Email purporting to be from delivery company FedEx claims that the company has sent you a message with the required information. It urges you to click a button to get more details.
Email that is supposedly an answer to a job application claims that the company is “impressed by your background” and invites you to click a link to apply for a well-paid job.
Email purporting to be from LinkedIn claims that you have been sent a message that you can view by clicking a link.
Message purporting to be from delivery company FedEx claims that an email containing confidential personal information was sent to you and you should click a link to open the email in your browser.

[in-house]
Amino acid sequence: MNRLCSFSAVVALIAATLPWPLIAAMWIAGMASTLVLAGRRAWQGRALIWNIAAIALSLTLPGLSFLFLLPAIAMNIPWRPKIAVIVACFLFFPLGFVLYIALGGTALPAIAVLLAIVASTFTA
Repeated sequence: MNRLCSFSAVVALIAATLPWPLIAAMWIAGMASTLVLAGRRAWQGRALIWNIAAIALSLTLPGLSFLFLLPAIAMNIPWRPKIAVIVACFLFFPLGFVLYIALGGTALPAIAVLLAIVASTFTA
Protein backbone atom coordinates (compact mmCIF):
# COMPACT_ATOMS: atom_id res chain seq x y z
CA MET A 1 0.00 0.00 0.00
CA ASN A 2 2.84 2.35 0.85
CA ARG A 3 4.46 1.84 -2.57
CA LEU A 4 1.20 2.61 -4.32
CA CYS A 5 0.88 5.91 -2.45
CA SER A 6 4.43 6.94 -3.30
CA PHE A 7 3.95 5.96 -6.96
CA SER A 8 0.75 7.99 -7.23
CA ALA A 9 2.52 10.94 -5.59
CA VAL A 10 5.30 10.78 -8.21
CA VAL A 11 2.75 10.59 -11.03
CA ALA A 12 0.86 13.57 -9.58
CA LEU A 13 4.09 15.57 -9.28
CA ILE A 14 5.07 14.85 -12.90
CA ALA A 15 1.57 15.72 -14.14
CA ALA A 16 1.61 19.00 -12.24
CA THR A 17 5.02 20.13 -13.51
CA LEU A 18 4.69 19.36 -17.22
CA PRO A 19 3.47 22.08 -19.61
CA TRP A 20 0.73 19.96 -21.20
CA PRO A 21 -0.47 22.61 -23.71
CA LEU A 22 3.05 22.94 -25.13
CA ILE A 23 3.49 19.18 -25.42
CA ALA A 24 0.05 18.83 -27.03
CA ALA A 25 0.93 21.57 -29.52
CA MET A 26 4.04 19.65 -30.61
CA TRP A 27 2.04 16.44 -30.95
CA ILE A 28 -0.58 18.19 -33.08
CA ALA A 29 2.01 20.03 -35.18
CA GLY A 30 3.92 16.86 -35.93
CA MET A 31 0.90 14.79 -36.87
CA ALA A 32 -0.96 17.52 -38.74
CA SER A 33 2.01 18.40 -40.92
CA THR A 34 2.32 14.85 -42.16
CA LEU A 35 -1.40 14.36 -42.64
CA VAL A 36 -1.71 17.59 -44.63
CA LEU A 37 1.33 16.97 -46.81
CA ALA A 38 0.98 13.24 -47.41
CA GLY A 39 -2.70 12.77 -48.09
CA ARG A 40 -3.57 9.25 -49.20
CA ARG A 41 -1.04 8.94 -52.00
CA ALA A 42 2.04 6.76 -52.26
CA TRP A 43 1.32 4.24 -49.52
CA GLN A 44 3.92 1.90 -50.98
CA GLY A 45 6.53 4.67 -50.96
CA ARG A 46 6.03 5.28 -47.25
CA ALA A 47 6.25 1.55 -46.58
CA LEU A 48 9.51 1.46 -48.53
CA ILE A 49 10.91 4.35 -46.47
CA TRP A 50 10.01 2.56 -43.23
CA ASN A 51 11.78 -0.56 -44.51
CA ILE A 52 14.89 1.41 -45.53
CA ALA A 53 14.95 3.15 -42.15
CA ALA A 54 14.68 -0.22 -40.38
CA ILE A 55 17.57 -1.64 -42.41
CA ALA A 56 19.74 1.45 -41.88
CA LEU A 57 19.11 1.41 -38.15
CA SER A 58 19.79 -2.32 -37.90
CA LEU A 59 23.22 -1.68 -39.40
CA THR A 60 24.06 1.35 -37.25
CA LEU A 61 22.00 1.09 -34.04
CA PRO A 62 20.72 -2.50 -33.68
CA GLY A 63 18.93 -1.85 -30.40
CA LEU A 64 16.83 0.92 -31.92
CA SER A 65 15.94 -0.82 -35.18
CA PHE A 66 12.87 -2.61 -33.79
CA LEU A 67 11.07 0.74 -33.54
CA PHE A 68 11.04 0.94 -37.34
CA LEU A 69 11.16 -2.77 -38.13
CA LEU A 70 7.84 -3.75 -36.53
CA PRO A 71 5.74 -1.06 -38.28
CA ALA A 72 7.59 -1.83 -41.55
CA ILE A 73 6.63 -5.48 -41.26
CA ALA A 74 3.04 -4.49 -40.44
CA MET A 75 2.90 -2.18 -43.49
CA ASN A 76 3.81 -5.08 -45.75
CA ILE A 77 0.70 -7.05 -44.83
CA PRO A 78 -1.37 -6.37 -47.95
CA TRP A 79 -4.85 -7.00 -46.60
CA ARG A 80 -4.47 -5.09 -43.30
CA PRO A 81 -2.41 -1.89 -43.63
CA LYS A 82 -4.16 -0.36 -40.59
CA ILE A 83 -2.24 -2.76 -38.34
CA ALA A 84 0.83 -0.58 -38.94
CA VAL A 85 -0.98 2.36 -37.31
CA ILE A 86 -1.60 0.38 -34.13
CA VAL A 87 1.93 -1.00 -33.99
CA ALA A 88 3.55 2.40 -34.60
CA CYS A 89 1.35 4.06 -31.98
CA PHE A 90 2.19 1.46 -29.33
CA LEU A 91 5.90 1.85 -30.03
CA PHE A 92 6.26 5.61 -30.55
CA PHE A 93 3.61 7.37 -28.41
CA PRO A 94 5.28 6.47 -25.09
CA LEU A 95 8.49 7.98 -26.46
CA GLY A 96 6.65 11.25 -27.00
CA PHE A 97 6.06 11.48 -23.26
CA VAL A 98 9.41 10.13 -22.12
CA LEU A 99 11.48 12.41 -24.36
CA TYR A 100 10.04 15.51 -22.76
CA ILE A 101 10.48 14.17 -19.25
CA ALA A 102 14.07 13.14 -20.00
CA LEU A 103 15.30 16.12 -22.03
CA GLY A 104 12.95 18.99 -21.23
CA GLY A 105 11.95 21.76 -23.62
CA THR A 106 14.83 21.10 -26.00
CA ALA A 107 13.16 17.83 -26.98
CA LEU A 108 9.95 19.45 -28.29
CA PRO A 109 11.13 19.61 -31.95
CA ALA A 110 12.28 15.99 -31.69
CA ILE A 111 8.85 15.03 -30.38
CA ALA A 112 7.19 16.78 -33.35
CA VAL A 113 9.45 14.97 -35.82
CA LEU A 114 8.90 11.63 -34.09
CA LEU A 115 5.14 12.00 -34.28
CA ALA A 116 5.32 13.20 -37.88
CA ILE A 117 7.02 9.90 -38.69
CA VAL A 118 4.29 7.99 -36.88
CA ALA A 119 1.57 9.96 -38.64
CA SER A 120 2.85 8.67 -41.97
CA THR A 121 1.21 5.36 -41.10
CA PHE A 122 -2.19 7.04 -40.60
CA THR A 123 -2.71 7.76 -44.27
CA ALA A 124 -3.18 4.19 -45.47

Emails claim that due to an error, they are unable to show you the full message and suggest that you click a link to view the message. They include an “error code” that is supposedly related to the display problem described.
Pharmacy spam still comprises a large proportion of the spam emails that hit our inboxes daily. It still works and works well. Obviously, at least a few recipients DO respond to these emails and buy products from the sites the emails link to. Here I discuss why buying meds via pharmacy spam is something you should NEVER do.
According to this email, which claims to be from the ‘Skype team’, you have ‘deferred notifications’ waiting for you. The email invites you to click a link to view your notifications. However, the email ...
According to this email, which purports to be from cross platform messaging application WhatsApp, you have an incoming voice message. The message features a large ‘Listen’ button that supposedly allows you to hear your ...